Tires are some of the most important parts of a motor vehicle. They are what connect to the road and allow a driver to maintain control of the vehicle. If a tire contains a product defect, this could compromise the safety and control of the entire vehicle – causing a car accident. Unfortunately, many manufacturers distribute tires with dangerous defects.
A tire defect is an issue with the product that makes it unreasonably dangerous for consumers to use. A tire defect can take many shapes and forms. One type is a design defect – an inherent issue with the design of the tire that makes it less safe than a normal tire.
For example, designing a tire with a new type of rubber that has not yet been properly safety-tested could lead to a tire that wears down too easily, shreds, has uneven wear and tear, or blows out. It is the manufacturer’s responsibility to design a tire that is reasonably safe for consumers to use.
Even if a tire has an inherently safe design, issues or mistakes during manufacturing could make the tire contain dangerous defects. Tire manufacturing facilities must comply with federal safety standards in terms of maintenance, equipment, supplies, procedures, and staff hiring and training. If a tire manufacturer fails to ensure the safety of its assembly process, several tire defects could arise, such as:
- Tread separation
- Steel belt separation
- Bead wire failures
- Sidewall failures
- Tire over inflation or underinflation
- Tires that shred too easily
- Missing parts or components
- Tires that are incorrect for the vehicle
- Tires with weak, outdated or faulty rubber
- Curing errors that lead to foreign objects in the tire
- Tire blowouts or explosions
Manufacturing companies must have processes in place to check for defects that can compromise the safety of the tires. Tire companies should focus on product inspection, testing and quality control to find issues before they are released to consumers. Sadly, many manufacturers fall short of the required safety standards, leading to manufacturing defects and related accidents.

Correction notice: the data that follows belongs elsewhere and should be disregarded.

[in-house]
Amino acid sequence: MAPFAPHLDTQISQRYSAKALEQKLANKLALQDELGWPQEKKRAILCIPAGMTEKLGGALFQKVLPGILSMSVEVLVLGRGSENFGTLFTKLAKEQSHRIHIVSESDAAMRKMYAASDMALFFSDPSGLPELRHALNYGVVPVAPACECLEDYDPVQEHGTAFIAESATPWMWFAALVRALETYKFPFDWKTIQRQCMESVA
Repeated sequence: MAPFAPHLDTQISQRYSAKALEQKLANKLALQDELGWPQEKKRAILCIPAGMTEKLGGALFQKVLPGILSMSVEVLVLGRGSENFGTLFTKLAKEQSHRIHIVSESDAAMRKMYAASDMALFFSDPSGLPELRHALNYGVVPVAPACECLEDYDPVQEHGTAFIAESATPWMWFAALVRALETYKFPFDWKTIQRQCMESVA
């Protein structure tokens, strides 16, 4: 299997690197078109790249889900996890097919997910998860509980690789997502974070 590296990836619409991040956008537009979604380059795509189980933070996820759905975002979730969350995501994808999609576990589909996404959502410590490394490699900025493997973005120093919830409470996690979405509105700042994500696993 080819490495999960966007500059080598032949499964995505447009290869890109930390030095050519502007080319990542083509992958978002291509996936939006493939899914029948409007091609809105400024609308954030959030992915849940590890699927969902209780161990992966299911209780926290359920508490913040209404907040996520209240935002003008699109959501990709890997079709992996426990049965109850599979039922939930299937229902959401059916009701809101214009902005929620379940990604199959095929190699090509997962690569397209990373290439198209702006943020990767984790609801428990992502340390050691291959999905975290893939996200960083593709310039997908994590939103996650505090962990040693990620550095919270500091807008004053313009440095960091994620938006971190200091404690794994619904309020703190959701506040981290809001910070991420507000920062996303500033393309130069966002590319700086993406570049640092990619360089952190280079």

Failure to Warn Defects
Tires can also contain defects related to the product’s marketing. If a manufacturing company knows about a potential hazard related to the tires, such as the risk of a tire blowout without proper maintenance, the company has a legal obligation to warn its consumers. Failure to warn is a type of marketing defect that can increase the risk of car accidents. If a manufacturer or distributor markets a tire in a way that increases the risk of an accident, it could be responsible for a related crash.
Lawsuits for Tire Defects in Omaha, Nebraska
If someone suffers a serious injury in a car accident and investigators trace the collision back to a tire defect, the manufacturer could be liable (legally responsible). Investigators can analyze the tire in question, inspect the manufacturing company, and determine whether or not the tire contained a defect. If so, the injured party will have grounds to file a lawsuit against the manufacturer or distributor.
Product liability laws in Nebraska state that a manufacturing company will bear strict liability for defective products, in most cases. Strict liability means the company will be legally and financially responsible even without proof of negligence. The rules of strict liability would apply if the tire contained a design, manufacturing or marketing defect and this defect caused a car accident.
Contact an Attorney Today
If you or someone you love was recently injured in a car accident connected to a tire defect, a lawsuit could provide financial compensation to cover your property damage, physical injuries, medical expenses, pain and suffering, and more. Contact the Omaha, Nebraska tire defect attorneys at Knowles Law Firm today for a confidential consultation about your legal rights.